📓

⌛  Deep Dive: Mini-CEX

⌛  Mini-CEX

A Mini-Clinical Evaluation Exercise (Mini-CEX) is a generic feedback tool that can be used to evaluate different and varied competencies. In this section, we will discuss when, why, and how to do a mini-CEX, and how to include mini-CEX as evidence in an appraisal.

What is a mini-CEX?

A mini-CEX is an assessment tool used for clinical skills that you might find in a typical medical school OSCE. The clinical interaction between doctor and patient can be broken down broadly into several categories;

  • History-taking
  • Obtaining informed consent
  • Clinical examination
  • Formulating management plans
  • Communicating with patients
  • Professional and interpersonal skills

Each of these categories can be assessed using a mini-CEX.

Why should I do a mini-CEX?

Mini-CEXs are quick and easy ways to get feedback and advice from a senior. Usually, they don’t add much extra effort to your usual work day and give you the benefit of some evidence of learning that brings you another step closer to a successful appraisal.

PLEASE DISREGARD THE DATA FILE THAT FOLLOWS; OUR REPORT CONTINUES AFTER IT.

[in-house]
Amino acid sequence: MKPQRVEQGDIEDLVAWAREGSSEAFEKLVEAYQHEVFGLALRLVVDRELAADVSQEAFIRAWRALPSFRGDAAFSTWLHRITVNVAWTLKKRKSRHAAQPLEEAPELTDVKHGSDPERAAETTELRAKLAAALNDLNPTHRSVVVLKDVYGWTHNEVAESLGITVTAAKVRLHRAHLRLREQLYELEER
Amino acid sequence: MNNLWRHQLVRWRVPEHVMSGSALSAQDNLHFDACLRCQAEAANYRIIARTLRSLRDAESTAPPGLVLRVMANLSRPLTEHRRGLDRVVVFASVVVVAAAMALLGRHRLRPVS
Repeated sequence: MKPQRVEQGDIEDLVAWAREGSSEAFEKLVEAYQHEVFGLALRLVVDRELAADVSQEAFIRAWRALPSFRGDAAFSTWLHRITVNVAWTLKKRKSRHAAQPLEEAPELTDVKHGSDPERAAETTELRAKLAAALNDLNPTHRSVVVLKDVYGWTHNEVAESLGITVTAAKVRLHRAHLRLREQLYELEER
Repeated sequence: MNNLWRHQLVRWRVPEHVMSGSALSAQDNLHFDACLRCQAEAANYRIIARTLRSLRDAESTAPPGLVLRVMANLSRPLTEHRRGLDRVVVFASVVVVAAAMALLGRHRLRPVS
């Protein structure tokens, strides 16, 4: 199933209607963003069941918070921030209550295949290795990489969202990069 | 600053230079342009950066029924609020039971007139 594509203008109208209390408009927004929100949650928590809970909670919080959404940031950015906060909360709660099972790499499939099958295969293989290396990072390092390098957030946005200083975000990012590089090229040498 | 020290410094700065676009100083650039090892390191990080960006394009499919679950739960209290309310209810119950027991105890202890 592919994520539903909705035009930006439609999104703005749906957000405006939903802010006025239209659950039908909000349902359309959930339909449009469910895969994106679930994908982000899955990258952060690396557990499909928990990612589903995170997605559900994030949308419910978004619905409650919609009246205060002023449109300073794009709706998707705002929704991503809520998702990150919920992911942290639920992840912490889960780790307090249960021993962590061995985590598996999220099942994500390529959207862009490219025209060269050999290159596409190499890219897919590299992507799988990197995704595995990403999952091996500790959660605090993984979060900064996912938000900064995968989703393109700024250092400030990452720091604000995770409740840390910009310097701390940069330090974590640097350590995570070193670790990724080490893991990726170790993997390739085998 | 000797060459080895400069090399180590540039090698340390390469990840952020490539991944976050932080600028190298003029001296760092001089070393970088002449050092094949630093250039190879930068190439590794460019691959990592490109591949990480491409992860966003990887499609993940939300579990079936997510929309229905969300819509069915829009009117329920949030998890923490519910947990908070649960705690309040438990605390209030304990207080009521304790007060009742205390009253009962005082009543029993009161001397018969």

When should I do a mini-CEX?

A mini-CEX is generally used to evaluate clinical skills which are the elements of the clinical interaction that can be assessed but are more subject to personal style and technique. They are not used for evaluating technical or procedural skills, like setting up an IV infusion or inserting an IO line (you’d use a DOPS for these).

How do I do a mini-CEX?

If you decide that you would like to do a mini-CEX, discuss it with your assessor in advance. Provide them with a blank mini-CEX feedback form before starting so they can use it as a template for gathering feedback.

You should agree with your assessor in advance about which domain(s) you would like for them to focus their attention and feedback. Don’t try and assess more than 2 (or at a stretch, 3) domains per mini-CEX, particularly if your clinical interaction is very short.

The mini-CEX itself should take no longer than 20 minutes but can be much shorter (i.e. 5 minutes). Your assessor should provide you with feedback immediately after in both verbal and written form. Feedback should take around 5 minutes.

Do I need to inform the patient before I do a mini-CEX?